Monday, May 01, 2017

Punch Cards, Comments, and Learning From the Past

Doug Peterson, whose blog always makes me think, had a post last week about internal documentation. Specifically things like comments which a lot of the popular block languages don’t really do that well. Of course this made me think about my code and what I teach.

Punch CardsThe image to the right is some code I wrote in university. Yes, I have a 45 year old deck of punch cards and yes, that is a FORTRAN program. I ran into it while cleaning up this past weekend. Doug’s post had me looking at the code. And the comments.

The comments  are great. They really let me know what is going on. That’s good because my variable names are horrible. What ever was I thinking? I’d do things a lot differently today. And in fact I do do things differently today. I have written programs like this one several times and in several different languages over the years. The variable names are much better. We’ll talk about comments in a moment.

The first time I dug out this deck of cards was some years ago when I tried to rewrite this program in Visual Basic. The comments, one in particular, was critical for me making things work. I use this as an example for my students of why they should comment their code  in fact.

My most recent iteration of this program has been in TouchDevelop. I’m pleased to say my variable naming is MUCH better now. My commenting? Not so good. Part of the problem is the nature of the language. Comments are supported but somehow I never seem to think of them the same way as I do in other languages. This seems typical of block or drag and drop programming languages. (Doug brings this up which made me really think about it.)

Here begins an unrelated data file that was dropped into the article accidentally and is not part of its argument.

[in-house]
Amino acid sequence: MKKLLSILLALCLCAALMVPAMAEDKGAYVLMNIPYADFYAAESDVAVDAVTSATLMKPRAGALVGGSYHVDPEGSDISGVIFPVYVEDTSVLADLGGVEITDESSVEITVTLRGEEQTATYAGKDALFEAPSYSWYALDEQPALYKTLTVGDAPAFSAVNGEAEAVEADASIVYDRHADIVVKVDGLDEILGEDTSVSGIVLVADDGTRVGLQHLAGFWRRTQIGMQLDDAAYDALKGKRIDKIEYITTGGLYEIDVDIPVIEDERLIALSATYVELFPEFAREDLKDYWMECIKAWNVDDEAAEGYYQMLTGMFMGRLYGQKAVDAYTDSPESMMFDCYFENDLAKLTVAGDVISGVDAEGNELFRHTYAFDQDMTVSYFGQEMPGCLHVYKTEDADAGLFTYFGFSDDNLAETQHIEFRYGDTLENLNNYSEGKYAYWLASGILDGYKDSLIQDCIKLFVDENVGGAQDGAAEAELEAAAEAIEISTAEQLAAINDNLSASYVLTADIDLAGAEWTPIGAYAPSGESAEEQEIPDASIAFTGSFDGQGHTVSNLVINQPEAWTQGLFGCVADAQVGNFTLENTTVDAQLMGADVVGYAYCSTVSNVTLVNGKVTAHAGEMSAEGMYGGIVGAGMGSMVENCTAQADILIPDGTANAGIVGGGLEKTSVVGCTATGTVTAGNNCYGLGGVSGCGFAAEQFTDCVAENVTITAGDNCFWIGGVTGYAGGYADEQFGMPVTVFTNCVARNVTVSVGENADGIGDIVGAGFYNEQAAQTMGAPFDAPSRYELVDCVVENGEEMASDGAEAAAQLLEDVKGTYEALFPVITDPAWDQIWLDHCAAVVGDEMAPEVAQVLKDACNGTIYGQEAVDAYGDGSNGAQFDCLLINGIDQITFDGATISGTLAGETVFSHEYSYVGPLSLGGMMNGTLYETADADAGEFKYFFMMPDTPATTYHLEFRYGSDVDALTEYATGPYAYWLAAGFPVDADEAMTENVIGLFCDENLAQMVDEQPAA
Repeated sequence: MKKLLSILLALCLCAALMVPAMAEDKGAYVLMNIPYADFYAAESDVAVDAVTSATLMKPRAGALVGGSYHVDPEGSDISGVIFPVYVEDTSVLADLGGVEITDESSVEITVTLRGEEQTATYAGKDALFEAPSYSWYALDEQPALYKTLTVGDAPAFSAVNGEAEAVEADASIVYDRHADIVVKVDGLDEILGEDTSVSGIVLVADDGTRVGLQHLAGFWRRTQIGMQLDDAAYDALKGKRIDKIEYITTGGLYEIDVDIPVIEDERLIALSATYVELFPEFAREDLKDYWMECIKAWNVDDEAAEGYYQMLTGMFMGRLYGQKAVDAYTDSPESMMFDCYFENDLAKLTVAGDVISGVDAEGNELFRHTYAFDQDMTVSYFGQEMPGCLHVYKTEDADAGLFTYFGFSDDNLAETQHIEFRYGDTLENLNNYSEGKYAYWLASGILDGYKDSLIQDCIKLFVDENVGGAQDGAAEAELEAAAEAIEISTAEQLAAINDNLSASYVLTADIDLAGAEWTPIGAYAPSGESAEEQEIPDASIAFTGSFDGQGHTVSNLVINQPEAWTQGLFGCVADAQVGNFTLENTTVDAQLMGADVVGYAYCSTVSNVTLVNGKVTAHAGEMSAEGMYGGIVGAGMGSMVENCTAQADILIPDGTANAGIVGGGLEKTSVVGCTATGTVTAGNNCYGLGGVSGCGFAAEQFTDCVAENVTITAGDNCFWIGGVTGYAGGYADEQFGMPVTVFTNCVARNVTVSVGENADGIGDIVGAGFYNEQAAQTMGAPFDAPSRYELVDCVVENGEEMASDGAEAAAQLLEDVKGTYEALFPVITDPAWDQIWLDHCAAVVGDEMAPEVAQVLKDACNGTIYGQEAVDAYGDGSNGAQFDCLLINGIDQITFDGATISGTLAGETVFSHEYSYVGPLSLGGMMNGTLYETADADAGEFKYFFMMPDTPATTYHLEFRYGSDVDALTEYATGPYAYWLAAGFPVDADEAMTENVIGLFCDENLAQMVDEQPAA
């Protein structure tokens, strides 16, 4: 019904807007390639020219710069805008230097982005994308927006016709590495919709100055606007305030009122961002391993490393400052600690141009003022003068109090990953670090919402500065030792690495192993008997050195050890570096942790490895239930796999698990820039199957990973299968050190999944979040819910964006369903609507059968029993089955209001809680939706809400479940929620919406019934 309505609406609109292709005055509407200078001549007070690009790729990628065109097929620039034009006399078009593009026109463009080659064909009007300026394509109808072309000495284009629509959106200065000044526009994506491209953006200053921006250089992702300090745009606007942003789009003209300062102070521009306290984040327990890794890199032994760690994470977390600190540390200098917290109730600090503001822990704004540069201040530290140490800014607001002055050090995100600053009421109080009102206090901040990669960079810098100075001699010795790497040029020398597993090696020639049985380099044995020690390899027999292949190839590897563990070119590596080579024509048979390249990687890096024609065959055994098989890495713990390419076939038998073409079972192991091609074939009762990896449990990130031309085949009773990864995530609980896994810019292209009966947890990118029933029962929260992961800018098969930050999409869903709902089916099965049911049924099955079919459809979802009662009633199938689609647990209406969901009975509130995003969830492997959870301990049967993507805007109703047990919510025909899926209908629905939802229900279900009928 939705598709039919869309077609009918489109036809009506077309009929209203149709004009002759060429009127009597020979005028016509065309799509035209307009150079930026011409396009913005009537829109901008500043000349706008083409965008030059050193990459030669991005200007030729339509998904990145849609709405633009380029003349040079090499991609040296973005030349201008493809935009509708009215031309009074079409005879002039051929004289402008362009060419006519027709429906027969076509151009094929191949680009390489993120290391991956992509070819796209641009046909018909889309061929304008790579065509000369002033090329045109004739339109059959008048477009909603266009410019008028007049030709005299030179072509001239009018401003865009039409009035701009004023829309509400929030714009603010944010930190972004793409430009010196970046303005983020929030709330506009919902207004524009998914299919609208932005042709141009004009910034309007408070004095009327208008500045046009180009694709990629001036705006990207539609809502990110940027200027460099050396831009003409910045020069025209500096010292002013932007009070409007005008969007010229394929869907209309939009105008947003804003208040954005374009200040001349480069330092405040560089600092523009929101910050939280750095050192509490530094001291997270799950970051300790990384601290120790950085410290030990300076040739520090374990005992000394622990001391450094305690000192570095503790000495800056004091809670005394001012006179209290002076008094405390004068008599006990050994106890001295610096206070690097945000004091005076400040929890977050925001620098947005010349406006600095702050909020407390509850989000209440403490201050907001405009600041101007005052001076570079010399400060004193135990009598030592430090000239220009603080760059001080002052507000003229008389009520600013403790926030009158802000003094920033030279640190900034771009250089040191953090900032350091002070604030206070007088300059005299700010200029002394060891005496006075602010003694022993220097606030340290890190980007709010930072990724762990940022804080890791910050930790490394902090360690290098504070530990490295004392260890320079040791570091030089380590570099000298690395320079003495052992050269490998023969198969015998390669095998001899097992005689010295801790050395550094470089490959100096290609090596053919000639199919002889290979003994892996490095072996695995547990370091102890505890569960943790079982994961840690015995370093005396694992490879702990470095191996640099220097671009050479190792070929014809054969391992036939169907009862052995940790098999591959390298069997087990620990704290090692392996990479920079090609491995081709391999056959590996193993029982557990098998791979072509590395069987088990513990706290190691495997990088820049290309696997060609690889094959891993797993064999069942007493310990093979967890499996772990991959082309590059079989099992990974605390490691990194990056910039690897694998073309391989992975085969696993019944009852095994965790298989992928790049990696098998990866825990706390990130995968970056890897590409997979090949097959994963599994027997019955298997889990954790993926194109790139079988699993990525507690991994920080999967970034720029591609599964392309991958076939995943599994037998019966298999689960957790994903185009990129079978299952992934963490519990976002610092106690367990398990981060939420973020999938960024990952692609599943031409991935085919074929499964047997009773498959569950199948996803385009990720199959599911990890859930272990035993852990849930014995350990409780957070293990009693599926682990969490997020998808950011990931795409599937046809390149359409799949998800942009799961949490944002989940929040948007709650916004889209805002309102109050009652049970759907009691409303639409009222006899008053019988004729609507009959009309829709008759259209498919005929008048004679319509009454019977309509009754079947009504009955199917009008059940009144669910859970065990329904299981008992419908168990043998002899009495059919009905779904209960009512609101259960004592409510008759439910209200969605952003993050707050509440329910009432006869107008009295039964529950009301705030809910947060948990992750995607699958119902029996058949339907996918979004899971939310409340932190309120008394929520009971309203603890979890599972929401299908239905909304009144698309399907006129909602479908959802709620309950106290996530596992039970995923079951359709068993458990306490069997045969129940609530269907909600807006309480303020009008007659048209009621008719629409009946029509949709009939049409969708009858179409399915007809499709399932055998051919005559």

Of course lack of commenting is not unique to drag and drop programming. Students have pointed out that some sample code I wrote and gave to them to learn from could use a lot more comments. BLUSH They are quite correct.  I really need to fix that. Perhaps I’ll take on as a summer task to well document the demo code I show students. I really should be modeling what I present.

I do worry that we are losing the focus on internal documentation these days. There is this theory that well written code with well chosen variable names and identifiers should be understandable without comments. Like many theories that doesn’t seem to work as well in practice though. Well, I’m off to comment some code.

1 comment:

Garth said...

I notice my comments have gone way down compared to many years ago but it is mostly because my naming habits have changed. I can give a procedure a name that is what it does. But comments are still a big deal. Getting kids to comments is like pulling teach. I still grade heavily on comments. One of the reasons I go not spend much time in Scratch is the lack of easy commenting. When I teach Python if the kid does not do good comments and good naming I do not grade the program. Not worth my time. I try to teach the kids to write the comments first then write the code in between the comments.

You still have your punch cards? I have moved too many times since those days. My wife is the hoarder in my family. I finally got her to throw away her 5th grade teaching mimeographs 5 years ago. She had not taught 5th grade in about 20 years. She retired last year and still wants to hang on to some of that stuff. I am having to sneak ancient math papers into the garbage can when she is not looking.